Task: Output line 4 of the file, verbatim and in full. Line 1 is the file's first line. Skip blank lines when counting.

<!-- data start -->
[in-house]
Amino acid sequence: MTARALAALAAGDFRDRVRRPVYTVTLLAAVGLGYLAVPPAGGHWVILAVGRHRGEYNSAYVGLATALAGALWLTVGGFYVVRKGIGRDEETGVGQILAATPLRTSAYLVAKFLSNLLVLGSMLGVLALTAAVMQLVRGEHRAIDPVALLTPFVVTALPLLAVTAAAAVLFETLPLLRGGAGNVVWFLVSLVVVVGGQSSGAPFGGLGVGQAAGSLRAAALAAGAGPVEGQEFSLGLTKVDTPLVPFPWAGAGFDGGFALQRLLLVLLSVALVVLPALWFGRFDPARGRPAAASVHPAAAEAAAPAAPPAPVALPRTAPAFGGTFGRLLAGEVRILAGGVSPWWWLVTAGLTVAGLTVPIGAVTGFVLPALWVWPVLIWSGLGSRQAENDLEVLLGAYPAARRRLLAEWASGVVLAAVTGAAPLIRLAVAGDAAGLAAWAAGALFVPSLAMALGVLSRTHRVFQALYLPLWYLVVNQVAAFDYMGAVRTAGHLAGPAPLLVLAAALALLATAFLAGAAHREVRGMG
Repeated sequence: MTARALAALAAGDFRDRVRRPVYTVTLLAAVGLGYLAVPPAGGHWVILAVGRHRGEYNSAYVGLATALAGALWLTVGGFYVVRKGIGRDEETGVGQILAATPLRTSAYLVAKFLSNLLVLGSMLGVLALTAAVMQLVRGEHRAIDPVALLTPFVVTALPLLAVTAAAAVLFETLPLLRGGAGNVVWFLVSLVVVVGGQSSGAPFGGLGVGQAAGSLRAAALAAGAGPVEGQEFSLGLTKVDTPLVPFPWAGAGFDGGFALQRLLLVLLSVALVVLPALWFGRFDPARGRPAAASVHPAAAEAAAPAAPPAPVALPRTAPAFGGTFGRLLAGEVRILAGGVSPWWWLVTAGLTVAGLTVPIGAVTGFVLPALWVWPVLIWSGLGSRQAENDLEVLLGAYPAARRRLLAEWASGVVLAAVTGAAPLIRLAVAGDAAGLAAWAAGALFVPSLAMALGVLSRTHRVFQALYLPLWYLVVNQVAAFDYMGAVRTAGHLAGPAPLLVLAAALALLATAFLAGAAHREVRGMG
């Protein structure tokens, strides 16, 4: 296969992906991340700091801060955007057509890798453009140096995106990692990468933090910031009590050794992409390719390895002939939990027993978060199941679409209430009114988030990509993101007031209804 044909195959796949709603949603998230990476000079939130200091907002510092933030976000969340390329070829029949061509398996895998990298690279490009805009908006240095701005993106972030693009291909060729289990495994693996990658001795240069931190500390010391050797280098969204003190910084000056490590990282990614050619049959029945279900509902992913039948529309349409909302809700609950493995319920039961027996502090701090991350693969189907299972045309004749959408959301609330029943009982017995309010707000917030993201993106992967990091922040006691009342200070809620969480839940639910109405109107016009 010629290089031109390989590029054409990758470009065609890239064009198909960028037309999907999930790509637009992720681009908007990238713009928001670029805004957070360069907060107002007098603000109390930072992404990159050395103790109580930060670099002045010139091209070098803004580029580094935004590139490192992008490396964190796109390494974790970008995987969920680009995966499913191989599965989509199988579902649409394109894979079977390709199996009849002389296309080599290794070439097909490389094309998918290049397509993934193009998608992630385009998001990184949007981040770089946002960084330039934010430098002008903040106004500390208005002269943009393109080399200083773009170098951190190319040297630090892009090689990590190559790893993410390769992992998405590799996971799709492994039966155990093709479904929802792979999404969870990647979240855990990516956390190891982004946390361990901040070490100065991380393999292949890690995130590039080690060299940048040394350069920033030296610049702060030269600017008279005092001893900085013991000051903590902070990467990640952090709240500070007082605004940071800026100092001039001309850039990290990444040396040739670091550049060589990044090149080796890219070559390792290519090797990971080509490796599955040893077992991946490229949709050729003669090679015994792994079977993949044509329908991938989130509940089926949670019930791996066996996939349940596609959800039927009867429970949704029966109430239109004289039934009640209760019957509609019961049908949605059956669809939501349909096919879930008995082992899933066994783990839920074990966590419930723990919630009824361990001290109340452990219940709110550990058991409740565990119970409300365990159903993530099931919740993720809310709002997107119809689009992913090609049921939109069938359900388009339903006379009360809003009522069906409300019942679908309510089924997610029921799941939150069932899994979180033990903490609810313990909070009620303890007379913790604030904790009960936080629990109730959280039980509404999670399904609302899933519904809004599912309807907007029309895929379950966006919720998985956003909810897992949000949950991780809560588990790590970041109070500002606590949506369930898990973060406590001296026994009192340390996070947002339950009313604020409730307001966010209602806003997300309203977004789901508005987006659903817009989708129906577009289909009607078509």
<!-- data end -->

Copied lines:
């Protein structure tokens, strides 16, 4: 296969992906991340700091801060955007057509890798453009140096995106990692990468933090910031009590050794992409390719390895002939939990027993978060199941679409209430009114988030990509993101007031209804 044909195959796949709603949603998230990476000079939130200091907002510092933030976000969340390329070829029949061509398996895998990298690279490009805009908006240095701005993106972030693009291909060729289990495994693996990658001795240069931190500390010391050797280098969204003190910084000056490590990282990614050619049959029945279900509902992913039948529309349409909302809700609950493995319920039961027996502090701090991350693969189907299972045309004749959408959301609330029943009982017995309010707000917030993201993106992967990091922040006691009342200070809620969480839940639910109405109107016009 010629290089031109390989590029054409990758470009065609890239064009198909960028037309999907999930790509637009992720681009908007990238713009928001670029805004957070360069907060107002007098603000109390930072992404990159050395103790109580930060670099002045010139091209070098803004580029580094935004590139490192992008490396964190796109390494974790970008995987969920680009995966499913191989599965989509199988579902649409394109894979079977390709199996009849002389296309080599290794070439097909490389094309998918290049397509993934193009998608992630385009998001990184949007981040770089946002960084330039934010430098002008903040106004500390208005002269943009393109080399200083773009170098951190190319040297630090892009090689990590190559790893993410390769992992998405590799996971799709492994039966155990093709479904929802792979999404969870990647979240855990990516956390190891982004946390361990901040070490100065991380393999292949890690995130590039080690060299940048040394350069920033030296610049702060030269600017008279005092001893900085013991000051903590902070990467990640952090709240500070007082605004940071800026100092001039001309850039990290990444040396040739670091550049060589990044090149080796890219070559390792290519090797990971080509490796599955040893077992991946490229949709050729003669090679015994792994079977993949044509329908991938989130509940089926949670019930791996066996996939349940596609959800039927009867429970949704029966109430239109004289039934009640209760019957509609019961049908949605059956669809939501349909096919879930008995082992899933066994783990839920074990966590419930723990919630009824361990001290109340452990219940709110550990058991409740565990119970409300365990159903993530099931919740993720809310709002997107119809689009992913090609049921939109069938359900388009339903006379009360809003009522069906409300019942679908309510089924997610029921799941939150069932899994979180033990903490609810313990909070009620303890007379913790604030904790009960936080629990109730959280039980509404999670399904609302899933519904809004599912309807907007029309895929379950966006919720998985956003909810897992949000949950991780809560588990790590970041109070500002606590949506369930898990973060406590001296026994009192340390996070947002339950009313604020409730307001966010209602806003997300309203977004789901508005987006659903817009989708129906577009289909009607078509």